2ND ECOSYSTEM ENABLERS FORUM

BUILDING A STRONGER KENYAN INNOVATION ECOSYSTEM THROUGH COLLABORATION

So, what’s the secret sauce that makes teams successful? Very few managers/ team leaders argue that an effective team is quite paramount, however, not all of them can articulate how those successful teams got that way.  

There’s no denying that there are many elements with the power to impact, and potentially derail a team. The organizational culture a team works under can change a team’s dynamics, as can managerial style, or workload and resource distribution.  But when looking internally at the team itself, what factors should good leaders account for that will set their teams up for success? 

LEADERSHIP 

Good leadership is everything when it comes to team success. To build a strong team,  one must possess good leadership skills that ensure members are inspired, motivated and challenged. 

EMOTIONAL INTELLIGENCE  

The ability to identify and regulate one’s emotions and understand the emotions the others is a key ingredient of having a successful team. A high EQ helps build relationships, reduce team stress, defuse conflict, increase team productivity and improve job satisfaction.  

SOFT SKILLS 

When it comes to team success, the most important soft skills one should possess include, team management, professionalism, conflict resolution, communication skills,  listening skills, problem-solving skills, etc. These skills are key as hey help identify the strengths, weaknesses and needs within a team. 

STATE OF EMPATHY IN THE WORKPLACE. 

SELF-EVALUATION. 

  1. Think of your very best mentor, teacher, boss, co-worker, coach, etc. How did this person make you feel? What is your level of relaxation at the idea of  working with this person? 
  2. Think of your most challenging mentor, teacher, boss, co-worker, coach, etc.  How did this person make you feel? What is your level of relaxation at the idea  of working with this person? 
  3. Have you ever; 

∙ Known the answer to a problem but felt afraid to say anything?

 Presentation notes   

∙ Found yourself in hot water for the challenging the way “we do things”? ∙ Been ridiculed in front of team members? 

∙ Did not ask a question for fear of looking stupid 

∙ Been negatively stereotyped? 

∙ Had a team member(s) make you feel like you don’t belong? 

How did all these things make you feel?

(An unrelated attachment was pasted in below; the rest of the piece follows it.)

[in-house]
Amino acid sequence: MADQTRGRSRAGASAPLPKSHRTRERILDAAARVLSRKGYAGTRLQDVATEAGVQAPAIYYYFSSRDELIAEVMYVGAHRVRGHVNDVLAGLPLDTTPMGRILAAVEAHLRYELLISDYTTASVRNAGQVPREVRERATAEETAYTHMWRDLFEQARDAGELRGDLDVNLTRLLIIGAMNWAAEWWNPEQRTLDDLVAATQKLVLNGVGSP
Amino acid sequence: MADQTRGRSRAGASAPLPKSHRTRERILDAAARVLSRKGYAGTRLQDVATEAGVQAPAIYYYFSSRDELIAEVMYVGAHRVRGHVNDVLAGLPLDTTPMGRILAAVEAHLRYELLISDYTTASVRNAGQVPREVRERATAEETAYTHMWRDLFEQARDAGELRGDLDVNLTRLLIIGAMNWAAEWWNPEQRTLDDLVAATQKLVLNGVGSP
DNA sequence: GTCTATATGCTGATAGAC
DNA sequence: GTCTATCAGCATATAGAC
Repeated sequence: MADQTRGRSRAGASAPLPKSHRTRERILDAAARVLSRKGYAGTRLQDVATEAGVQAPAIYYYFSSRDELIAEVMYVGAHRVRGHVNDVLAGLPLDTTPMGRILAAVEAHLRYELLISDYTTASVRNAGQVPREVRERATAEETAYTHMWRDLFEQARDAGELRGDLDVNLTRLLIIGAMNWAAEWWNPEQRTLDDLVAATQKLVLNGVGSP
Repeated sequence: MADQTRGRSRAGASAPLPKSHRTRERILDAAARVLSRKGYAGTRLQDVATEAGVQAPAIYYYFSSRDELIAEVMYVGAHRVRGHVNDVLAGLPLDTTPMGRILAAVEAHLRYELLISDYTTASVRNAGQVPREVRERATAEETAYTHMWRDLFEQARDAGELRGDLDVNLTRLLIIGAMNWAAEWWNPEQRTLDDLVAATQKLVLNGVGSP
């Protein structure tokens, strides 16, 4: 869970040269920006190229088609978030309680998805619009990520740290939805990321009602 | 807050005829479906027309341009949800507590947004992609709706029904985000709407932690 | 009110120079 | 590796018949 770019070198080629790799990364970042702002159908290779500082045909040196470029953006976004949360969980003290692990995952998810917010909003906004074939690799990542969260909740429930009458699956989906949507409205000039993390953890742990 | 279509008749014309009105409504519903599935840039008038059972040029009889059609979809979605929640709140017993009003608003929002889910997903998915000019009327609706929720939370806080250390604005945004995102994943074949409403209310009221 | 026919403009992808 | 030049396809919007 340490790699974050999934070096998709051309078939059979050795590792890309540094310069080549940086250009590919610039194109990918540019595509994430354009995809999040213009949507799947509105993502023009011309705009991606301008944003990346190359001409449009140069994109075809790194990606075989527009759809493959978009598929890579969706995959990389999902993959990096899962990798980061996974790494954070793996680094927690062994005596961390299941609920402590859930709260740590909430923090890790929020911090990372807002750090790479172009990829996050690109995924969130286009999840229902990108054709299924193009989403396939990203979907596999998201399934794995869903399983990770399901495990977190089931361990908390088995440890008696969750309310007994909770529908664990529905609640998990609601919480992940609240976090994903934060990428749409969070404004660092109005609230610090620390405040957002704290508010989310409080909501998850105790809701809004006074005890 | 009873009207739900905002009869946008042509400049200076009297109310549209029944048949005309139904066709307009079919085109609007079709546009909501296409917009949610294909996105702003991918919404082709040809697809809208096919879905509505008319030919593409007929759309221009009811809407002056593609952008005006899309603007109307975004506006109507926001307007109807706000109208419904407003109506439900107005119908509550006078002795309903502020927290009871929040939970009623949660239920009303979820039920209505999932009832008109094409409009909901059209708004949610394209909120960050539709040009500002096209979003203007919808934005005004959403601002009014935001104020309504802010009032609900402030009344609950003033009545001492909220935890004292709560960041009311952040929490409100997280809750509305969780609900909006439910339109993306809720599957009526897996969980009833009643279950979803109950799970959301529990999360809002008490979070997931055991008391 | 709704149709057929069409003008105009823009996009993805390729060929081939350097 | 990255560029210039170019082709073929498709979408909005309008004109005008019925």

How you “show up” affects the way people FEEL …and how they FEEL affects  HOW they engage with you…and that impacts everything about the outcome  of that relationship 

ENGAGE YOUR PEOPLE IN GROWING YOUR BUSINESS 

∙ Develop your inspiring and strategic leadership 

∙ Recruit the right people for your team 

∙ Build your engaged and powerful team 

PEN AND PAPER 

Bring to mind someone who made you feel psychologically SAFE. Write their initials at the top of your page. 

To create a psychologically safe space for others;  

  1. Ask others for feedback on their behaviour 
  2. Accurately view situations from others’ perspective 
  3. Encourage others to express themselves 

PSYCHOLOGICAL SAFETY 

Psychological Safety is what you experience when you’re confident those around you will demonstrate emotionally intelligent behaviour. 

It is; 

∙ A belief held by members of a team that it is safe for interpersonal risk-taking 

∙ A sense of confidence that speaking up will not result in rejection,  embarrassment or punishment  

∙ A team environment of respect and interpersonal trust where people feel comfortable being themselves. 

It is not; 

∙ About everyone being a nice guy 

∙ Sacrificing standards for the  sake and peace

∙ Accepting all ideas as equally valuable for the sake of team harmony

How to create a psychologically safe workplace; 

  1. Assess how each team member needs their colleagues to show up to them 2. Identify ways to improve impact on team members  
  2. Equip team members with practical EI skills (training sessions)  

INTERPERSONAL RISK 

Interpersonal risk is the risk that people might not think well of you or the risk of rejection and humiliation.  

Someone with interpersonal risk issues has a lot of Ifs; 

  • If you ask a question you could be viewed as ignorant. 
  • If you make a mistake you might be seen as incompetent 
  • If you question “the way we do things” it could be seen as being negative • If you ask for feedback it could be considered intrusive 

Good leadership can however lessen this risk and make staff/team members more likely to fully participate in the teaming process and less afraid of making a mistake or being rejected.

FACILITATOR 

Derek Bbanga is a Regional Director with the Alpha Group where he helps SME  owners solve difficult challenges, evaluate opportunities and develop effective  strategies for better professional and business performance 

derek.bbanga@the-alpha-group.biz